In the wake of the COVID-19 pandemic, the need for expanded affordable single-family homeownership and rental opportunities is even more pressing, particularly for low-income residents and families of color. 

Disparities in health care outcomes and access contributed to vastly higher COVID-19 case counts among Black residents, who have also suffered more job and economic losses, putting them at greater risk of foreclosure and eviction. Furthermore, for-sale single-family housing inventory has declines, particularly in more affordable areas, where Black families face increased competition from other mortgage-ready households. Black workers have also had fewer chances to move to more affordable or higher-opportunity areas in COVID-19’s wake, given the remote work gap—only 20 percent of Black workers hold jobs that allow remote work, compared with 30 percent of white workers. 
 
In metro Atlanta, ANDP has witnessed heightened demand among prospective LMI homebuyers as mortgage rates have decreased. However, the organization has experienced increasing difficulty in meeting demand because of rising development costs and a severe shortage of affordable inventory. Supply chain disruptions have led to significant increases in the costs of lumber and other materials and backlogs in the availability of household appliances. In the long term, this poses a risk for both developers of affordable single-family housing like ANDP and prospective LMI homebuyers in terms of creating untenable price increases. However, the risk that homebuyer sales will dip owing to broader macroeconomic conditions is mitigated in part by the fact that demand for affordable, quality, single-family homeownership and rental units is likely to continue to exceed supply, and the market will adjust correspondingly.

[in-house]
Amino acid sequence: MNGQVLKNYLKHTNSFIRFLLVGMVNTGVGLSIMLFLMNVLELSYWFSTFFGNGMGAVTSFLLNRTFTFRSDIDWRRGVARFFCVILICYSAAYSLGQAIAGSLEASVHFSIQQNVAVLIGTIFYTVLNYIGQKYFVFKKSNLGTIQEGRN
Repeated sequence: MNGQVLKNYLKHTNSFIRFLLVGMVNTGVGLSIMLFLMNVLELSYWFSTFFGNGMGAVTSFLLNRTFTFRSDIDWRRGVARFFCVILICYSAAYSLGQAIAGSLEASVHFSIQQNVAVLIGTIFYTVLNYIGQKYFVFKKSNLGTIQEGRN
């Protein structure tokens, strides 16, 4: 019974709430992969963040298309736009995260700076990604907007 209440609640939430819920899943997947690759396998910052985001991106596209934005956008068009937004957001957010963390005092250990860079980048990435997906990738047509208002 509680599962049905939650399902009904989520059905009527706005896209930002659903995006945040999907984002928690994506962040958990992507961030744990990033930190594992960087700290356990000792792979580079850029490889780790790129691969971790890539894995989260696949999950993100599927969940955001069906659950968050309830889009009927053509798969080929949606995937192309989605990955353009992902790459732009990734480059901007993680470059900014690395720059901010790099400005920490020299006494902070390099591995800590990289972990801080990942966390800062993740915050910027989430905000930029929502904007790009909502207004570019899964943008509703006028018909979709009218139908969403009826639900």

ANDP is drawing from the lessons it has learned over the past decade to remain nimble and responsive to ever-changing market conditions. The organization continues to test new product models, including lease-purchase, accessory dwelling units, new construction, and smaller homes, all with an eye toward reducing displacement, building minority wealth through homeownership, and improving the financial trajectory of LMI families. Working with experienced private development that can provide precise cost projections is also essential, as is continuing to raise low-cost, enterprise-level capital for new NMTC investments. Finally, ANDP’s growing single-family rental portfolio is providing additional security for the organization while preserving affordability in an otherwise uncertain housing market. 
 
Although present-day housing challenges differ from those of the foreclosure crisis, many of the strategies implemented since have the potential to help address negative housing effects related to the COVID-19 pandemic. Funding, political willpower, and strategic leadership is needed now more than ever to avoid further entrenching existing disparities and reverse centuries-old inequities that threaten our nation’s most vulnerable residents and the shared communities we inhabit.